The definition of kindness is:
the quality of being friendly, generous, and considerate.
Y’all we have been through A LOT in the past 17 months. Some days we might not even know what day it is, but you’re here, you’re trying your best, and if you’re not trying your best, keep it up because YOU CAN DO IT!
Whether you’ve worked from home with kids, without kids, dealt with financial struggles, or the worst: Losing a loved one. These past 17 months have been hard on everyone.
I’m writing this to remind you to show kindness and show empathy. Remember that you have no idea what someone else has been through or might be going through. The smallest gesture might mean a lot to someone.
A simple smile, a friendly “Good morning,” holding the door for someone. Yes, these are basic things in life that your parents probably taught you, but this reminder might help you help someone have a better day.
Let’s also not forget our essential workers. Doctors, nurses, grocery store workers, and community helpers — they’ve been working around the clock. Whether it’s the cashier at Publix or a nurse you see pumping gas. Pay it forward, treat them to a coffee, or tell them how much you appreciate them. Thank them for their service to their profession.
Let’s not forget our teachers, principals, custodians, and other school staff. They too have had to make so many adjustments through this pandemic. If you’re able to help with a teacher’s wishlist or a school’s wishlist, please do so. Send in gift cards for the school’s custodians. They have cleaned schools thoroughly for 17 months and moved furniture to help with social distancing. They’re tired, and the school year has barely just begun. Now they are heading into another school year full of uncertainties, so be kind. Have your child make them thank-you cards. Teach your children to show kindness to others. This will hopefully make for a kinder generation.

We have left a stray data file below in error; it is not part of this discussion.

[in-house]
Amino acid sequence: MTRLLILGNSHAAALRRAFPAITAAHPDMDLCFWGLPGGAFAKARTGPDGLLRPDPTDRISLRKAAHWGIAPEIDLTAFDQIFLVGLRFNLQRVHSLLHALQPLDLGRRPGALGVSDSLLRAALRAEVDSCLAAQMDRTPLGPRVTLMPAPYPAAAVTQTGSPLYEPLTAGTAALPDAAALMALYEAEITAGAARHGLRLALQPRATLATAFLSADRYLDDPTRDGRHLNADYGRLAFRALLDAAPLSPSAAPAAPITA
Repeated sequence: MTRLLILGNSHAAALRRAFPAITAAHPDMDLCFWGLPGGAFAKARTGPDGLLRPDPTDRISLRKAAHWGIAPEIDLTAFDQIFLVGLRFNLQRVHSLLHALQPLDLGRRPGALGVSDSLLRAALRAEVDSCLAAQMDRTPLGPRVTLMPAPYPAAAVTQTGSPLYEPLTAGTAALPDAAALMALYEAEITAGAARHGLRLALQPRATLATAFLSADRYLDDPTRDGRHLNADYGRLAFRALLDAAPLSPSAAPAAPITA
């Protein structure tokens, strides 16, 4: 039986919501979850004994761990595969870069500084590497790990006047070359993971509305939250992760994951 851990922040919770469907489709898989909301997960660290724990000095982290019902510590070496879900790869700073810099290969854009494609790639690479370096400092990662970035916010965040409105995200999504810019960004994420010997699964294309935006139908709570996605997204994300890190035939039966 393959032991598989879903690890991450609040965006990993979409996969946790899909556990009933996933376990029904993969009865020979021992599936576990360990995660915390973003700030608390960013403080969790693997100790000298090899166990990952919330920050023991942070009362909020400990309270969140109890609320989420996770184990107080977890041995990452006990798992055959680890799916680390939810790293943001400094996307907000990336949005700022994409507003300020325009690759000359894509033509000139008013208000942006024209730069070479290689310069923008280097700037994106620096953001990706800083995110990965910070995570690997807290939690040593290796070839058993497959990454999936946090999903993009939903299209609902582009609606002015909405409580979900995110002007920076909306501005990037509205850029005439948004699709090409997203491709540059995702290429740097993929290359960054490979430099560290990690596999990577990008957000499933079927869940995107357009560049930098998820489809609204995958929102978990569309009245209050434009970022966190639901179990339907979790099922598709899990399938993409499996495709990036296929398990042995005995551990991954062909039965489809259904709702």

So we are going to continue to treat these essential workers and even strangers in the aisles at Target with kindness, right? Good. BUT, please don’t forget to look out for your own mental health. Be kind to yourself. Take some time out of your day for you. Take a walk, read a book, listen to music, meditate, dance, spend time with loved ones… even if it’s for a 10-minute break in your day. Do it for yourself — YOU deserve it!
As a parent, I hope you go into this upcoming school year ready to tackle whatever comes your way. Remember to show grace, kindness, and empathy to all. You have no idea what someone else is going through. They deserve love and respect just as much as you. Treat others the way you would want to be treated.
Our “Dear Parent, From a Teacher” series helps parents obtain the tools and insight to ensure a successful school year for their children. If you are a teacher who wishes to write a guest blog for this series, please email your topic to [email protected].